As a stand-up comedian who also speaks on women’s issues, Ms Sharul Channa said she would not be true to herself and what she stands for if she did not share an incident of workplace harassment she experienced.
In a Facebook post on Thursday evening (4 February), Ms Sharul said that earlier in the day she was interviewed via Zoom for the National University of Singapore Society (NUSS) Inconvenient Questions (IQ) web series hosted by Viswa Sadasivan, a former Nominated Member of Parliament and talk show host.
For context, Ms Sharul started by saying: “This is a professional interview for a online show that discusses socio-political issues. I have never met the gentleman before this. I had been dealing with his staff who arranged the interview. I was wearing a rose on my left collar.”
She then recounted that before the interview, Mr Viswa made an inappropriate and offensive comment, reproducing the exchange verbatim.
Mr Viswa had asked her why she was wearing a rose on her left collar, to which she replied, “I just put it on to distract from the pattern on my top.
He responded: “It would be more distracting if you were wearing only that rose.”
Ms Sharul said she was “taken aback by this innuendo”, reiterating that she was shocked.
There were four other staff members on the call, three of whom were female.
Ms Sharul went on to say that she chose to follow through with the interview as she had made a professional commitment, but that the comment still “did not ring right” at the back of her mind.
About 15 minutes after the interview ended, Ms Sharul said she called the show producer to share her discomfort with the comment made prior to the interview and inform them that she did not want to be part of the series, requesting for an apology as well for the way she was treated.
“A sexual comment was casually made in the context of a professional environment, and it made me very uncomfortable and distressed,” she noted in the Facebook post.
“Considerably distressed, even as I type this,” she added.
Ms Sharul said the producer “understood the position”, acknowledged that she and her colleagues heard the comment and that she “sympathised”.
“She was profusely apologetic and took action immediately to get the needful done,” she said.
About 45 minutes later, Ms Shahrul received an apology from Mr Viswa via email in which he “expressed his ‘unconditional apology… for causing discomfort, offense or hurt, even though it was unintended’,” she wrote.
She added, “He also shared that he ‘did not intend the statement about the rose to bear any sexual reference or innuendo’ but could ‘see how it could have come across as such’.”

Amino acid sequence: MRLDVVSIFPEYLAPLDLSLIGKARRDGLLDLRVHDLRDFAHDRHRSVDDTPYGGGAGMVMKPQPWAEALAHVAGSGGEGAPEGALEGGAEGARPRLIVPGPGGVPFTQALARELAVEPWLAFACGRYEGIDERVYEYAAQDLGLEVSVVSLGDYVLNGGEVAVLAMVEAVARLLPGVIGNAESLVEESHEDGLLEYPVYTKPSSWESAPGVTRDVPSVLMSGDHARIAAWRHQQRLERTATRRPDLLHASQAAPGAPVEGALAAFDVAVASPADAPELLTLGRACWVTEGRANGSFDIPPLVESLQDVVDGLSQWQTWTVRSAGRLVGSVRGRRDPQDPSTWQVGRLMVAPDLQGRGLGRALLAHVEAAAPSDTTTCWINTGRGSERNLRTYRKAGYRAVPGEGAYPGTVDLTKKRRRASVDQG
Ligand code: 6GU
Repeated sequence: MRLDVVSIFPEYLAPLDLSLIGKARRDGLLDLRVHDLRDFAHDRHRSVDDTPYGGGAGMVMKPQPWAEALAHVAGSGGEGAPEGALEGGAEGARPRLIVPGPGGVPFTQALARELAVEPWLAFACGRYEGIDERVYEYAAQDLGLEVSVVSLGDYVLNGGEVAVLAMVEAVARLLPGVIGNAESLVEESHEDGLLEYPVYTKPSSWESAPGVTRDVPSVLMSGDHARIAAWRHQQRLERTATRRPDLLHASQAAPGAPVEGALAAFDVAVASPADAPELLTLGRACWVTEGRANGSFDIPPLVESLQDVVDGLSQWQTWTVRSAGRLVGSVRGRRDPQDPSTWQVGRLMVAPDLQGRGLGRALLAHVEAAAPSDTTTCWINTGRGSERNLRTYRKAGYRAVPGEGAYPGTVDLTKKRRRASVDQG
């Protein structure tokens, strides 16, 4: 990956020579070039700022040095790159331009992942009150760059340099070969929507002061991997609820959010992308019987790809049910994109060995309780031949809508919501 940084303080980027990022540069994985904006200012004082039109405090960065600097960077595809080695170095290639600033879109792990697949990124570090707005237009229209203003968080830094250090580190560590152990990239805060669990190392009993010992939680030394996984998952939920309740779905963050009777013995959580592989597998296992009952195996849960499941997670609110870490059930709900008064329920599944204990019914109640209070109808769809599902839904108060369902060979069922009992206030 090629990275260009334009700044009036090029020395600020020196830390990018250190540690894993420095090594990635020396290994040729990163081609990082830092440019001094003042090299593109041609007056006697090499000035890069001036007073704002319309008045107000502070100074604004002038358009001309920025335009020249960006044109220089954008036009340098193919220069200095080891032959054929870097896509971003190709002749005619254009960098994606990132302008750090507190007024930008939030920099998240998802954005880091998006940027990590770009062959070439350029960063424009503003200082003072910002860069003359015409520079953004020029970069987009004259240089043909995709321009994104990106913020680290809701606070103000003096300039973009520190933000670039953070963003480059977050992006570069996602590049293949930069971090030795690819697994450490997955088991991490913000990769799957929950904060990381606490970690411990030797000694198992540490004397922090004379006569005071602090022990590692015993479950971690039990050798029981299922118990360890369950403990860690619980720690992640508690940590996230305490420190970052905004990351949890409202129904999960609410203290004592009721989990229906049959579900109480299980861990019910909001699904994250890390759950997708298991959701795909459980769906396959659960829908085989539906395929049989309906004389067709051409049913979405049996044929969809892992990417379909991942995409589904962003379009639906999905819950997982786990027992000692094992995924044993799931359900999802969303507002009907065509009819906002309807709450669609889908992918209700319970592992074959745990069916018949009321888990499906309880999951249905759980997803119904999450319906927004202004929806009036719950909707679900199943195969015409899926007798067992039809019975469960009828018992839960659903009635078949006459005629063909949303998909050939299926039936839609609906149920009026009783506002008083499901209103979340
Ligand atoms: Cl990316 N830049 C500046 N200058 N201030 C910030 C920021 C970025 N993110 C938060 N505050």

In her post, Ms Sharul explained, “I am sharing this because the irony is that I was invited, in my capacity of being a stand-up comedian who speaks out about women’s issues.
“THIS is one of the biggest issues women face; workplace harassment. And If I don’t speak out about this, I am not being true to myself and what I stand for.”
Emphasising that that all women deserve a safe professional environment, Ms Shahrul said she hoped her “unfortunate experience” would help create awareness of boundaries and appropriate behaviour with female counterparts.
She advised: “If you are unsure of whether you are “over-reacting”, “making a big deal out of nothing”, are being told that these are “just harmless jokes”, here are some useful questions to ask yourself; Were the comments of a sexual or sexist nature? Were they made in a professional or work setting? Did they cause you alarm or distress?”
“If you think the answers are YES, then please reach out to seek assistance from the HR of your company, and if you need further assistance, you can consider reaching out to AWARE.”
A day after Ms Sharul shared her story online, Mr Viswa spoke to The Straits Times to say that he felt there was “absolutely no sexual innuendo intended” in what he said.
He also said that his recollection of the conversation was that he said: “It would have been more distracting if it was only the rose.”
He went on to say, “It was the farthest thing on my mind because I was conscious of time,” adding that “the whole conversation was in the spirit of a banter between a seasoned interviewer and a seasoned stand-up comic – both known for our somewhat irreverent style”.
According to ST, Mr Viswa also said that he could understand why she took offence.
He said, “Clearly, on hindsight, I could and should have avoided saying what I did, as I can see how and why it can be misconstrued as being sexual. It was an error of judgment in the moment.”
He went on to stress that he has always spoken up on and stood for women’s rights in various capacities.
ST also reported that an NUSS spokesman said on Friday that the society could not comment on the matter as it was still looking into it.
The spokesman continued, “By the very nature of the IQ programme, the views of the interviewers, interviewees or panellists are independent from those of NUSS.”